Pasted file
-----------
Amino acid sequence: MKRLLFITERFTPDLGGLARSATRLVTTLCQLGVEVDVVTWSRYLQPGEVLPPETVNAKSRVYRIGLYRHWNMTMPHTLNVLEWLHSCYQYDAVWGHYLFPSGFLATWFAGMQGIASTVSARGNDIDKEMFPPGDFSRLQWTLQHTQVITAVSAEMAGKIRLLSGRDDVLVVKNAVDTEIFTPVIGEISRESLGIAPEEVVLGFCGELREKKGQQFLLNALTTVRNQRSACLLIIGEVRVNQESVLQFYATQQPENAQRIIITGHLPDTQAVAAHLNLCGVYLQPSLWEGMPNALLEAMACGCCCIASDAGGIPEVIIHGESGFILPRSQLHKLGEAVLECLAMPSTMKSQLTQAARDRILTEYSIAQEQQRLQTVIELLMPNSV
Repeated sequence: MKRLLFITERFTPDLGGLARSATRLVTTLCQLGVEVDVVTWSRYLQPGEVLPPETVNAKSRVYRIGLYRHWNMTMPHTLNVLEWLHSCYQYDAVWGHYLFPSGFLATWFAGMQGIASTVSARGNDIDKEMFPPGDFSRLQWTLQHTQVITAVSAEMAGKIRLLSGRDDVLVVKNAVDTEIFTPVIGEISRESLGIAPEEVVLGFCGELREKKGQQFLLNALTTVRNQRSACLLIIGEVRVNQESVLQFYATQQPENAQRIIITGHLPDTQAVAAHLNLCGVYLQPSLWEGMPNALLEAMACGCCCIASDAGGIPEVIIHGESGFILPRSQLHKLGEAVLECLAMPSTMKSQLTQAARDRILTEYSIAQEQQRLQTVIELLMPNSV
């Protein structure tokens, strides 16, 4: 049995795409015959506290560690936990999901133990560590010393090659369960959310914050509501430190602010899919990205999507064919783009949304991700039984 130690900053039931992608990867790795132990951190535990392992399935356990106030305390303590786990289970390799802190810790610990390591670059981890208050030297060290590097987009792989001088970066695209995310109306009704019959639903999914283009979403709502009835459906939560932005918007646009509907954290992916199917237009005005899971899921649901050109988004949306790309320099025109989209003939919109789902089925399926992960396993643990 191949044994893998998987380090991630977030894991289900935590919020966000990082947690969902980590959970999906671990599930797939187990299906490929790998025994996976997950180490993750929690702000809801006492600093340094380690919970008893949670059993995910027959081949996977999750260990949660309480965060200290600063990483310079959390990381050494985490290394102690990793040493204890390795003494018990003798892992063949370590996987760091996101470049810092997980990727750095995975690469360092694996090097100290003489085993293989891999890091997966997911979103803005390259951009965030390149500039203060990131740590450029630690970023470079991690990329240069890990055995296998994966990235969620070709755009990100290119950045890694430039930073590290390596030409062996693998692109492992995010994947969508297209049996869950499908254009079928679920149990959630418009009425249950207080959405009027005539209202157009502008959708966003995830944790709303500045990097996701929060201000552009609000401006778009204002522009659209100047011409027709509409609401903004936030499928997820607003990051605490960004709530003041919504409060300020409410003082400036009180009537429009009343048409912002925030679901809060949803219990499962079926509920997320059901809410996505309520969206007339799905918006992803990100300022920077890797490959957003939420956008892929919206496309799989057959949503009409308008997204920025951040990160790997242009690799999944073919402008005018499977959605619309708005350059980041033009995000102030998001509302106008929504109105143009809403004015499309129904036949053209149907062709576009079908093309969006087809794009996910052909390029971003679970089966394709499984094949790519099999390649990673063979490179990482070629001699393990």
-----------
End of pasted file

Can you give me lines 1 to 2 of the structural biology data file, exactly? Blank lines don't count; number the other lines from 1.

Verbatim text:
Amino acid sequence: MKRLLFITERFTPDLGGLARSATRLVTTLCQLGVEVDVVTWSRYLQPGEVLPPETVNAKSRVYRIGLYRHWNMTMPHTLNVLEWLHSCYQYDAVWGHYLFPSGFLATWFAGMQGIASTVSARGNDIDKEMFPPGDFSRLQWTLQHTQVITAVSAEMAGKIRLLSGRDDVLVVKNAVDTEIFTPVIGEISRESLGIAPEEVVLGFCGELREKKGQQFLLNALTTVRNQRSACLLIIGEVRVNQESVLQFYATQQPENAQRIIITGHLPDTQAVAAHLNLCGVYLQPSLWEGMPNALLEAMACGCCCIASDAGGIPEVIIHGESGFILPRSQLHKLGEAVLECLAMPSTMKSQLTQAARDRILTEYSIAQEQQRLQTVIELLMPNSV
Repeated sequence: MKRLLFITERFTPDLGGLARSATRLVTTLCQLGVEVDVVTWSRYLQPGEVLPPETVNAKSRVYRIGLYRHWNMTMPHTLNVLEWLHSCYQYDAVWGHYLFPSGFLATWFAGMQGIASTVSARGNDIDKEMFPPGDFSRLQWTLQHTQVITAVSAEMAGKIRLLSGRDDVLVVKNAVDTEIFTPVIGEISRESLGIAPEEVVLGFCGELREKKGQQFLLNALTTVRNQRSACLLIIGEVRVNQESVLQFYATQQPENAQRIIITGHLPDTQAVAAHLNLCGVYLQPSLWEGMPNALLEAMACGCCCIASDAGGIPEVIIHGESGFILPRSQLHKLGEAVLECLAMPSTMKSQLTQAARDRILTEYSIAQEQQRLQTVIELLMPNSV